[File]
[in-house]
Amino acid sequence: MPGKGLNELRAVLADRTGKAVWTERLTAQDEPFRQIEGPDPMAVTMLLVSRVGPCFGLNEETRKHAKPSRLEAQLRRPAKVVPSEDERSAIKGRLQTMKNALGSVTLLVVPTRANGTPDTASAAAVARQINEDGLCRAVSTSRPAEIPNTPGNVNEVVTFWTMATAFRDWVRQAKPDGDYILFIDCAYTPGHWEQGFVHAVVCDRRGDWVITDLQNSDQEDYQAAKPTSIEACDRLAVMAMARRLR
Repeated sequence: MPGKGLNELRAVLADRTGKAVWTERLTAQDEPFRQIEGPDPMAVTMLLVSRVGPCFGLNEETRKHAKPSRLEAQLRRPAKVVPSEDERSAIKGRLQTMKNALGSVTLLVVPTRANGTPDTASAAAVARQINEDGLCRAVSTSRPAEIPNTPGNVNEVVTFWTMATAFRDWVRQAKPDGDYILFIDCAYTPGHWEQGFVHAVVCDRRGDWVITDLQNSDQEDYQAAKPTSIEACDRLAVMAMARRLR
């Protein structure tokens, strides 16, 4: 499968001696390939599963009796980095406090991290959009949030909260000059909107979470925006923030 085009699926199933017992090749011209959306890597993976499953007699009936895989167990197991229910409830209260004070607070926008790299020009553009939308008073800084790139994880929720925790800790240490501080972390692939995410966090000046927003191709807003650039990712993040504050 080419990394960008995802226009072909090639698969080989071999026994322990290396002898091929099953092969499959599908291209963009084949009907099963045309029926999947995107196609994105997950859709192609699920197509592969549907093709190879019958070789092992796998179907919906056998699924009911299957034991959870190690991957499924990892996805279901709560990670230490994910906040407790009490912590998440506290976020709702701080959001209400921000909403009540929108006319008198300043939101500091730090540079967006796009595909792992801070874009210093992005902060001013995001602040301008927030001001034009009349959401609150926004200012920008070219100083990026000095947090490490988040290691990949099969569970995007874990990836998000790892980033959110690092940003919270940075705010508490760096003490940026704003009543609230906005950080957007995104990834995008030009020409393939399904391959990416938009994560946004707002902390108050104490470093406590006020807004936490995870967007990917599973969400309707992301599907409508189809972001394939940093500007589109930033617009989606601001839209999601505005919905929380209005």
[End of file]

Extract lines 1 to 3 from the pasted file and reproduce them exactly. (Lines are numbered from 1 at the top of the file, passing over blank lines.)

[in-house]
Amino acid sequence: MPGKGLNELRAVLADRTGKAVWTERLTAQDEPFRQIEGPDPMAVTMLLVSRVGPCFGLNEETRKHAKPSRLEAQLRRPAKVVPSEDERSAIKGRLQTMKNALGSVTLLVVPTRANGTPDTASAAAVARQINEDGLCRAVSTSRPAEIPNTPGNVNEVVTFWTMATAFRDWVRQAKPDGDYILFIDCAYTPGHWEQGFVHAVVCDRRGDWVITDLQNSDQEDYQAAKPTSIEACDRLAVMAMARRLR
Repeated sequence: MPGKGLNELRAVLADRTGKAVWTERLTAQDEPFRQIEGPDPMAVTMLLVSRVGPCFGLNEETRKHAKPSRLEAQLRRPAKVVPSEDERSAIKGRLQTMKNALGSVTLLVVPTRANGTPDTASAAAVARQINEDGLCRAVSTSRPAEIPNTPGNVNEVVTFWTMATAFRDWVRQAKPDGDYILFIDCAYTPGHWEQGFVHAVVCDRRGDWVITDLQNSDQEDYQAAKPTSIEACDRLAVMAMARRLR